Leeds Indie Food Festival began yesterday and runs until 28th May. There are still tickets for a host of events. Take a look: Having just enjoyed a fabulous five course lunch at Home presented by a very professional team you might want to book for Turning Tables, where the tables are turned on people like us, ie food critics. Felicity Spector from the Telegraph, Rhik Samadder – he does the gadget reviews in the Guardian and Mark Samson from Food and Travel Magazine, will cook for guests in aid of the charity Action on Hunger.

Leeds Indie Food 2018

If you’re a Masterchef fan you will have relished the young Teesside lad putting a Middlesbrough Parmo in front of the gobsmacked judges – you know a Parmo right? The fried, breaded chicken breast, topped with béchamel sauce and melted orange cheese. But who knew that Australia also has the very similar Parma? Parmo versus Parma go head to head at Leeds Indie Food Festival (10-28 May) though sadly this event is already sold out. Never mind, there are lots of other great sounding events celebrating the independent bars and restaurants across the city.


The Reliance will be ‘Cooking the Books’, creating a specials board from three classic cookery books. Latitude wines will be collaborating with Laynes Espresso in a food and wine matching event. There’s a secret Persian supper club, a five course supper from the Junk Food Project, new wave charcuterie, a vegan Mexican feast and loads more. Sign up now for the LIF passport for discounts and priority booking.


The Amazing No Knead Bread Story

I’ve been on something of a bread-baking mission recently. I reckon I’m a reasonable bread-maker. I’ve got a shelf full of baking books and I’ve been on one or two courses but never managed to master sourdough.

Then a few weeks ago I decided it was time to crack it. I thought producing the starter would be the difficult bit, far from it. While I managed to create a very decent starter, I couldn’t bake a decent loaf that I could be proud of. Most of them tasted pretty good but they were either misshapen, too wet, too dry, over-proved, under-proved.

The high hydration loaf I was aiming for, with plenty of holes and a good crust, was impossibly sticky and I never managed to knead it to the smooth cushion I’d seen on the You Tube videos.

Enlightenment came with a  dough that required no-kneading at all. None. The recipe was created some ten years ago by Jim Lahey of Sullivan Street Bakery in New York City. (Yes, I know our ancestors have been making bread like this for ever) and it was a revelation.

The story goes that Lahey rang Mark Bittman, a columnist on the New York Times, just around the corner and invited him to come over. He had a new  bread making method that gave professional results without any kneading at all. Bittman made a video of the process and the story went viral. It has remained one of the most popular recipes in the paper ever since.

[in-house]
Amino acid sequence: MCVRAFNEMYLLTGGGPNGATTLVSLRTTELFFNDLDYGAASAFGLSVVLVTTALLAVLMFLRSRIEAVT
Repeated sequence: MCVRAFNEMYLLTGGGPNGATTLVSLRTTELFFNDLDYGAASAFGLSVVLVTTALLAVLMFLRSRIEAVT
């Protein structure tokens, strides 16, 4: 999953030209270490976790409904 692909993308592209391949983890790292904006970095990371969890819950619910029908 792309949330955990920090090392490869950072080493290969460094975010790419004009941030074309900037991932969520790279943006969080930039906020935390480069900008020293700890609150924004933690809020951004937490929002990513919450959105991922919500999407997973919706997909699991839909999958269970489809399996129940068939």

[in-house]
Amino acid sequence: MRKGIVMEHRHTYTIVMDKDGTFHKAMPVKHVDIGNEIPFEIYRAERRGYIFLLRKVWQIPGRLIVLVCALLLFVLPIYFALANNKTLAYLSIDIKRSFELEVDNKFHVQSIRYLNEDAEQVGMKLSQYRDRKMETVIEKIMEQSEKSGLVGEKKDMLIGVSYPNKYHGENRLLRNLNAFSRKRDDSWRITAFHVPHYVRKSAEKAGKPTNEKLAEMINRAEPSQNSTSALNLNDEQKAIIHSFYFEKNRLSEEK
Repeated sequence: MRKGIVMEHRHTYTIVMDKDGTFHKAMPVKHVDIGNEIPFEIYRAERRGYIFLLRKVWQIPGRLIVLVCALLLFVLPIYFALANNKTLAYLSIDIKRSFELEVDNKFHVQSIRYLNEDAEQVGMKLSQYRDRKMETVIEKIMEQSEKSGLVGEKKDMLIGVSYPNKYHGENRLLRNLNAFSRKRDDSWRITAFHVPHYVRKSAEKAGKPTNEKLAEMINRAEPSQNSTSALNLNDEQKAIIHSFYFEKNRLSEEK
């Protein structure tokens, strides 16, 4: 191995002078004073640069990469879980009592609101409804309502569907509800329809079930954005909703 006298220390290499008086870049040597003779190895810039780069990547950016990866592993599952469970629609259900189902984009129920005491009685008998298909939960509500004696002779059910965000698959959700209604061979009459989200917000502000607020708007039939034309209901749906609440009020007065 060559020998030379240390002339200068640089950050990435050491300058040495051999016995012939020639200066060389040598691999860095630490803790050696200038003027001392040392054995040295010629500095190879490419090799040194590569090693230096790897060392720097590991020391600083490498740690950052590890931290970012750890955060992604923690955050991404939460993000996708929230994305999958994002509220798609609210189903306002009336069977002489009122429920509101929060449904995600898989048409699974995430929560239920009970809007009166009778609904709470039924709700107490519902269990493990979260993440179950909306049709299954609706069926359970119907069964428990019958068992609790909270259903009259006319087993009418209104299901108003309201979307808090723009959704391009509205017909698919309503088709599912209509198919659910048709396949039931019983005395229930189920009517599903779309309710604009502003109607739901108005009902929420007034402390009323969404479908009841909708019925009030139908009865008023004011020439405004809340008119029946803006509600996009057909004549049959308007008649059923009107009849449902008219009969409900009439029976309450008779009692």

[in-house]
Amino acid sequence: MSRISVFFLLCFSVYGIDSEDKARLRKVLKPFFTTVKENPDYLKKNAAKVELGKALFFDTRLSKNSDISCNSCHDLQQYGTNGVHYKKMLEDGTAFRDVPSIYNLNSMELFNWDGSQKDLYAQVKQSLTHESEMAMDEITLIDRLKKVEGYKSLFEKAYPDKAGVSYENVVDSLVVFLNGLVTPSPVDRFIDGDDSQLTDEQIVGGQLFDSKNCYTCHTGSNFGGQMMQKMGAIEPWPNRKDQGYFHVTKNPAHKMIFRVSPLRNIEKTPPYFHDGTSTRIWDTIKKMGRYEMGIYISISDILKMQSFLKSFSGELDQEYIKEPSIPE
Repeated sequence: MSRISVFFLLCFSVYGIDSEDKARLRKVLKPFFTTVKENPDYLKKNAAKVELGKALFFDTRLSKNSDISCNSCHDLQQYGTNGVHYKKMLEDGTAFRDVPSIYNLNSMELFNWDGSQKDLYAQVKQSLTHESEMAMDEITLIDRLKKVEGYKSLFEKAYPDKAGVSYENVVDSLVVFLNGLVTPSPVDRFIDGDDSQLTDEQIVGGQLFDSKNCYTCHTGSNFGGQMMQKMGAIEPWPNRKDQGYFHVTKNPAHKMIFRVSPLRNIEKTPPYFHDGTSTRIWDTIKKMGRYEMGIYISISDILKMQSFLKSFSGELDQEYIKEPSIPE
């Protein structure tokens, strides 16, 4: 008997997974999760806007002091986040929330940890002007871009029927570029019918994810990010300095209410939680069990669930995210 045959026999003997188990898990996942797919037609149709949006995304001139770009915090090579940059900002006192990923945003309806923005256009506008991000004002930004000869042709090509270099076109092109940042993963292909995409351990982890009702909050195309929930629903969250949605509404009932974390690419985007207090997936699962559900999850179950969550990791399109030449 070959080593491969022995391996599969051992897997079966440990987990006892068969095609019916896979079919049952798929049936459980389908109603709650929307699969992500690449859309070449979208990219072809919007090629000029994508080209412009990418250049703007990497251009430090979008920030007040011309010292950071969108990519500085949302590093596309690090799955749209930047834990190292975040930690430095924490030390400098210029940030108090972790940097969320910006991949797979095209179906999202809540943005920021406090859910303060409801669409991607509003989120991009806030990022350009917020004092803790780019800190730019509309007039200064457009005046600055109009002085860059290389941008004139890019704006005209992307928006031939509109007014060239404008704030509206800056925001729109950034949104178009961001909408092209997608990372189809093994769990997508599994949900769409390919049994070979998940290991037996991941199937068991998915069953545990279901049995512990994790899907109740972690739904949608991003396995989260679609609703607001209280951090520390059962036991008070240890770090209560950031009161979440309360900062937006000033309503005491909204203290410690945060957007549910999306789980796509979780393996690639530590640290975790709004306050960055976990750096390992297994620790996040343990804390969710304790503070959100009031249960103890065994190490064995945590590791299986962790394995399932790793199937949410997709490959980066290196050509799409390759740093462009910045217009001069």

The secret ingredient that makes this bread so wonderful,  is time. Mix together flour, salt, yeast or sourdough starter and water into a ‘shaggy dough’ then leave it for 12 or up to 18 hours. Turn it out, fold it and let it prove for a further two hours then pour the wet dough into in a cast iron pot with a lid. I use a Le Creuset casserole (called a Dutch oven in the US) and bake for 30 mins in a hot oven. Take off the lid and let it crisp and brown for 15-30 mins and you will have the most amazing loaf.

Do have a go and let us know how you get on. The full recipe is here.


Rafi’s Curry Demonstrations

If you haven’t discovered Rafi’s Spicebox, let me introduce you. Rafi’s put together packs of spices to which you add your own main ingredient – say vegetables, chicken, lamb etc. to make an authentic curry.

The family business was started by Rafi Fernandez in 1989 and is today carried on by her sons Kevin and Lee with shops in York, Leeds, Newcastle and Sudbury in Suffolk.

I’ve known the York shop for years but last week was reminded just how good it is at one of their cookery demonstrations that are being rolled out across the branches.

Lee Fernandez and Marketing Manager Ian Lea reminded us that an Indian meal is made up of three or four dishes of different tastes and textures usually including a crunchy fresh salad and a pickle.

The demonstration showed us how to put together a complete meal with a main dish of Goan green chicken and rice, a side dishes of south Indian sambhar – lentils, toasted coconut, curry leaves and mustard seeds brightened with a dash of tamarind and a salad of cucumber and moong dahl with a spring onion and mint chutney.

There was plenty to taste and we all went home with the curry packs, which I suppose was the point, but what really impressed was not just how to make a curry, but what a decent, happy and ethical company they are. They have begun to offer their spice mixes in bring-your-own-jar, are working to eliminate plastic bags and involve the staff by sitting down and eating together every week.

For information on upcoming demos click here.